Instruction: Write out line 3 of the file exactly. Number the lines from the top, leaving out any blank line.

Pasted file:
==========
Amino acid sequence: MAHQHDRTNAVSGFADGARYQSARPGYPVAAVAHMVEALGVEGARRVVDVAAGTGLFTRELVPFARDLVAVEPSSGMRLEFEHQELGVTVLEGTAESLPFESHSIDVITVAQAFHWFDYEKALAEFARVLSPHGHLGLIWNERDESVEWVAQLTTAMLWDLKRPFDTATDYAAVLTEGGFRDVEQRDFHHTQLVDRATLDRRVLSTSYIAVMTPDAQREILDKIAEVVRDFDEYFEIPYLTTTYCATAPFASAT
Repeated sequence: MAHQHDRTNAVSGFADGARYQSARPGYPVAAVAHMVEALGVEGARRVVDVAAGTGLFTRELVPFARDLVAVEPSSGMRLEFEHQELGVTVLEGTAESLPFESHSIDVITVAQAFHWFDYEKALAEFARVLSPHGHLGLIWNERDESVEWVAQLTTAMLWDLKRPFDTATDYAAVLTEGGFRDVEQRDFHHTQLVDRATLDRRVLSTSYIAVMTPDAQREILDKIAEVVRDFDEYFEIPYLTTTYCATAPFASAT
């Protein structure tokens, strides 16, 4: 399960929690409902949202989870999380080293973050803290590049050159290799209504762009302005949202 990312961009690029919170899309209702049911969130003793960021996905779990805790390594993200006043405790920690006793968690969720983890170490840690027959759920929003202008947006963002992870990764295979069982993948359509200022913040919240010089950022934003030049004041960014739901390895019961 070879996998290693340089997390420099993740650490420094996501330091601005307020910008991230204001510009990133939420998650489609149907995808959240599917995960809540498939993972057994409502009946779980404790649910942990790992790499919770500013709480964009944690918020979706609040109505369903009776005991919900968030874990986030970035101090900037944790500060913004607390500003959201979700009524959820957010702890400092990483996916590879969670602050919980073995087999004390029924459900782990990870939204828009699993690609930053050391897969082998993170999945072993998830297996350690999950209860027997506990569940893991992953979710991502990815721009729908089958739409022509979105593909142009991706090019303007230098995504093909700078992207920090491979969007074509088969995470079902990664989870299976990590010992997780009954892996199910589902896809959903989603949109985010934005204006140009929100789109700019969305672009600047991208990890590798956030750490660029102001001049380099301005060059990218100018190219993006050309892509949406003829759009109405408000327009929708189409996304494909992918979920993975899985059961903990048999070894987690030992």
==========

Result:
């Protein structure tokens, strides 16, 4: 399960929690409902949202989870999380080293973050803290590049050159290799209504762009302005949202 990312961009690029919170899309209702049911969130003793960021996905779990805790390594993200006043405790920690006793968690969720983890170490840690027959759920929003202008947006963002992870990764295979069982993948359509200022913040919240010089950022934003030049004041960014739901390895019961 070879996998290693340089997390420099993740650490420094996501330091601005307020910008991230204001510009990133939420998650489609149907995808959240599917995960809540498939993972057994409502009946779980404790649910942990790992790499919770500013709480964009944690918020979706609040109505369903009776005991919900968030874990986030970035101090900037944790500060913004607390500003959201979700009524959820957010702890400092990483996916590879969670602050919980073995087999004390029924459900782990990870939204828009699993690609930053050391897969082998993170999945072993998830297996350690999950209860027997506990569940893991992953979710991502990815721009729908089958739409022509979105593909142009991706090019303007230098995504093909700078992207920090491979969007074509088969995470079902990664989870299976990590010992997780009954892996199910589902896809959903989603949109985010934005204006140009929100789109700019969305672009600047991208990890590798956030750490660029102001001049380099301005060059990218100018190219993006050309892509949406003829759009109405408000327009929708189409996304494909992918979920993975899985059961903990048999070894987690030992």